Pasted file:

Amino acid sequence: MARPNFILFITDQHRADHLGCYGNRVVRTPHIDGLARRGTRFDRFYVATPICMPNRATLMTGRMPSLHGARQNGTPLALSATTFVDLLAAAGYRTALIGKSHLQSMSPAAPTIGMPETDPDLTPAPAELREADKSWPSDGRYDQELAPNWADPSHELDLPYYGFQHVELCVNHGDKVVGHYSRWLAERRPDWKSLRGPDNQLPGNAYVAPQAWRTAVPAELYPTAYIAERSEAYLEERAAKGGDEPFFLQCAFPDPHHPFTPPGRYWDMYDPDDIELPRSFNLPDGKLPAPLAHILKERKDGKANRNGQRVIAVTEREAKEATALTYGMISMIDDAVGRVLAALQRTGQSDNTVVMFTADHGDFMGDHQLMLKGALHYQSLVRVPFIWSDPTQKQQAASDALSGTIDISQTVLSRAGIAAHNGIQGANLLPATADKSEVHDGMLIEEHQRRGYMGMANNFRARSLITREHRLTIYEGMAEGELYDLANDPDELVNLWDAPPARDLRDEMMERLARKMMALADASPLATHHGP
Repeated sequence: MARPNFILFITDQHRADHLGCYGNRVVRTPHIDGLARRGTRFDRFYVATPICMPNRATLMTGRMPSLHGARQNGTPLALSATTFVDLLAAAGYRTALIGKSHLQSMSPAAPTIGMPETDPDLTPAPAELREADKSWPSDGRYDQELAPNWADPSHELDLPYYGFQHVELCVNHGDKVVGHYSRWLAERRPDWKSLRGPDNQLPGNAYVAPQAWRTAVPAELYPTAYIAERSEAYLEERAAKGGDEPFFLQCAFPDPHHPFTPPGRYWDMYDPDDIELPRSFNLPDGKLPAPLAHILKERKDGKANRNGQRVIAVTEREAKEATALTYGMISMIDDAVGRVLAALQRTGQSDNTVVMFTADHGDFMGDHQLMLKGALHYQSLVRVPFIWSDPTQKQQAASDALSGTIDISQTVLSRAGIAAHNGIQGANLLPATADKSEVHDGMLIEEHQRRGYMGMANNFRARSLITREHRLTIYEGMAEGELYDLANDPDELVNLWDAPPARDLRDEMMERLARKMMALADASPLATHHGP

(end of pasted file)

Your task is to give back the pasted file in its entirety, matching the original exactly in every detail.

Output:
Amino acid sequence: MARPNFILFITDQHRADHLGCYGNRVVRTPHIDGLARRGTRFDRFYVATPICMPNRATLMTGRMPSLHGARQNGTPLALSATTFVDLLAAAGYRTALIGKSHLQSMSPAAPTIGMPETDPDLTPAPAELREADKSWPSDGRYDQELAPNWADPSHELDLPYYGFQHVELCVNHGDKVVGHYSRWLAERRPDWKSLRGPDNQLPGNAYVAPQAWRTAVPAELYPTAYIAERSEAYLEERAAKGGDEPFFLQCAFPDPHHPFTPPGRYWDMYDPDDIELPRSFNLPDGKLPAPLAHILKERKDGKANRNGQRVIAVTEREAKEATALTYGMISMIDDAVGRVLAALQRTGQSDNTVVMFTADHGDFMGDHQLMLKGALHYQSLVRVPFIWSDPTQKQQAASDALSGTIDISQTVLSRAGIAAHNGIQGANLLPATADKSEVHDGMLIEEHQRRGYMGMANNFRARSLITREHRLTIYEGMAEGELYDLANDPDELVNLWDAPPARDLRDEMMERLARKMMALADASPLATHHGP
Repeated sequence: MARPNFILFITDQHRADHLGCYGNRVVRTPHIDGLARRGTRFDRFYVATPICMPNRATLMTGRMPSLHGARQNGTPLALSATTFVDLLAAAGYRTALIGKSHLQSMSPAAPTIGMPETDPDLTPAPAELREADKSWPSDGRYDQELAPNWADPSHELDLPYYGFQHVELCVNHGDKVVGHYSRWLAERRPDWKSLRGPDNQLPGNAYVAPQAWRTAVPAELYPTAYIAERSEAYLEERAAKGGDEPFFLQCAFPDPHHPFTPPGRYWDMYDPDDIELPRSFNLPDGKLPAPLAHILKERKDGKANRNGQRVIAVTEREAKEATALTYGMISMIDDAVGRVLAALQRTGQSDNTVVMFTADHGDFMGDHQLMLKGALHYQSLVRVPFIWSDPTQKQQAASDALSGTIDISQTVLSRAGIAAHNGIQGANLLPATADKSEVHDGMLIEEHQRRGYMGMANNFRARSLITREHRLTIYEGMAEGELYDLANDPDELVNLWDAPPARDLRDEMMERLARKMMALADASPLATHHGP